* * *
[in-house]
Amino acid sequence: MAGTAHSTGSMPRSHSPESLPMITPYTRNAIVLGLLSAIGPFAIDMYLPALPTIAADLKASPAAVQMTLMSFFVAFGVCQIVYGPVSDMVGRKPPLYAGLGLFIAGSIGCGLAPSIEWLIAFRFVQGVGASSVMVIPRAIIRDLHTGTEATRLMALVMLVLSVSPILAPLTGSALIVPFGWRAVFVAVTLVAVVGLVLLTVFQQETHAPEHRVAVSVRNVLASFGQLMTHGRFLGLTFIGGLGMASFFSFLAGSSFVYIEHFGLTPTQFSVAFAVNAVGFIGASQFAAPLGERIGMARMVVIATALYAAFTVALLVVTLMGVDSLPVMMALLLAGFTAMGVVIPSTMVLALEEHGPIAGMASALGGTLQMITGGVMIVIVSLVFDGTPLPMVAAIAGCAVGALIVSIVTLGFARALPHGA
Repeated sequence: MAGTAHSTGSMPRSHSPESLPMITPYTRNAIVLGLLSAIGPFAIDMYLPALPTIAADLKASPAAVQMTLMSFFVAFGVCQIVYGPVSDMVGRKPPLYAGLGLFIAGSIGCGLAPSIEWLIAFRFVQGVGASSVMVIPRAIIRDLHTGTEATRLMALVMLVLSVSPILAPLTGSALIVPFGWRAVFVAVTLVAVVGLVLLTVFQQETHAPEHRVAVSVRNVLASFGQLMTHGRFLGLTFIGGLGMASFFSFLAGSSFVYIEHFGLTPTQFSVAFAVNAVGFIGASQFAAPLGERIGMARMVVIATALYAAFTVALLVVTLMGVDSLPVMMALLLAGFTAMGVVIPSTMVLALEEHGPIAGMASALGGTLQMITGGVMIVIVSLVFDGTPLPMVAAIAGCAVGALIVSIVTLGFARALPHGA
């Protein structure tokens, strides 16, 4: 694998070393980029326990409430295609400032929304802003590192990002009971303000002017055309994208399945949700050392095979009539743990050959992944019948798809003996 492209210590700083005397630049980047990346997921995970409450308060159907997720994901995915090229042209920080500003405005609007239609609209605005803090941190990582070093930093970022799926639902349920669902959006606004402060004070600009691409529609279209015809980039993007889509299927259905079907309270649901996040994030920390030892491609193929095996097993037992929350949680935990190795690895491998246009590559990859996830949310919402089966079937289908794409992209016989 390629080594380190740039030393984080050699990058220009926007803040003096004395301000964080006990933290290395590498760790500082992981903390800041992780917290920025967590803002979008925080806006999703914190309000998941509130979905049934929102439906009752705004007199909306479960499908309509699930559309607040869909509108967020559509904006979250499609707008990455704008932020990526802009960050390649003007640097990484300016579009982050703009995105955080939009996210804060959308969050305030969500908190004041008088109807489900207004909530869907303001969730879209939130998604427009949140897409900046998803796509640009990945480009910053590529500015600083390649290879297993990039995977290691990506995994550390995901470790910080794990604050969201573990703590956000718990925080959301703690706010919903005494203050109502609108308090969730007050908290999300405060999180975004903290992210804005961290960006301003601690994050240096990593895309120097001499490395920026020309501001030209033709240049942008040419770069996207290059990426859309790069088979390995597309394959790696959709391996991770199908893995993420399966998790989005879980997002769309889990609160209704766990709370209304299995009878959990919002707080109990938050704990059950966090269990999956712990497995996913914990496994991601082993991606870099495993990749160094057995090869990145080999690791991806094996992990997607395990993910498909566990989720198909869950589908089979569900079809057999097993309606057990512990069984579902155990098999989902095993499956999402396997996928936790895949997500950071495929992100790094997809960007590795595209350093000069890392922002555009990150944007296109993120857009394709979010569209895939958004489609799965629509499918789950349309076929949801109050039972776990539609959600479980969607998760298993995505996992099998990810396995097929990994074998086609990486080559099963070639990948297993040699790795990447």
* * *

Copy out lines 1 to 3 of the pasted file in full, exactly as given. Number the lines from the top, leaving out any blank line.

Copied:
[in-house]
Amino acid sequence: MAGTAHSTGSMPRSHSPESLPMITPYTRNAIVLGLLSAIGPFAIDMYLPALPTIAADLKASPAAVQMTLMSFFVAFGVCQIVYGPVSDMVGRKPPLYAGLGLFIAGSIGCGLAPSIEWLIAFRFVQGVGASSVMVIPRAIIRDLHTGTEATRLMALVMLVLSVSPILAPLTGSALIVPFGWRAVFVAVTLVAVVGLVLLTVFQQETHAPEHRVAVSVRNVLASFGQLMTHGRFLGLTFIGGLGMASFFSFLAGSSFVYIEHFGLTPTQFSVAFAVNAVGFIGASQFAAPLGERIGMARMVVIATALYAAFTVALLVVTLMGVDSLPVMMALLLAGFTAMGVVIPSTMVLALEEHGPIAGMASALGGTLQMITGGVMIVIVSLVFDGTPLPMVAAIAGCAVGALIVSIVTLGFARALPHGA
Repeated sequence: MAGTAHSTGSMPRSHSPESLPMITPYTRNAIVLGLLSAIGPFAIDMYLPALPTIAADLKASPAAVQMTLMSFFVAFGVCQIVYGPVSDMVGRKPPLYAGLGLFIAGSIGCGLAPSIEWLIAFRFVQGVGASSVMVIPRAIIRDLHTGTEATRLMALVMLVLSVSPILAPLTGSALIVPFGWRAVFVAVTLVAVVGLVLLTVFQQETHAPEHRVAVSVRNVLASFGQLMTHGRFLGLTFIGGLGMASFFSFLAGSSFVYIEHFGLTPTQFSVAFAVNAVGFIGASQFAAPLGERIGMARMVVIATALYAAFTVALLVVTLMGVDSLPVMMALLLAGFTAMGVVIPSTMVLALEEHGPIAGMASALGGTLQMITGGVMIVIVSLVFDGTPLPMVAAIAGCAVGALIVSIVTLGFARALPHGA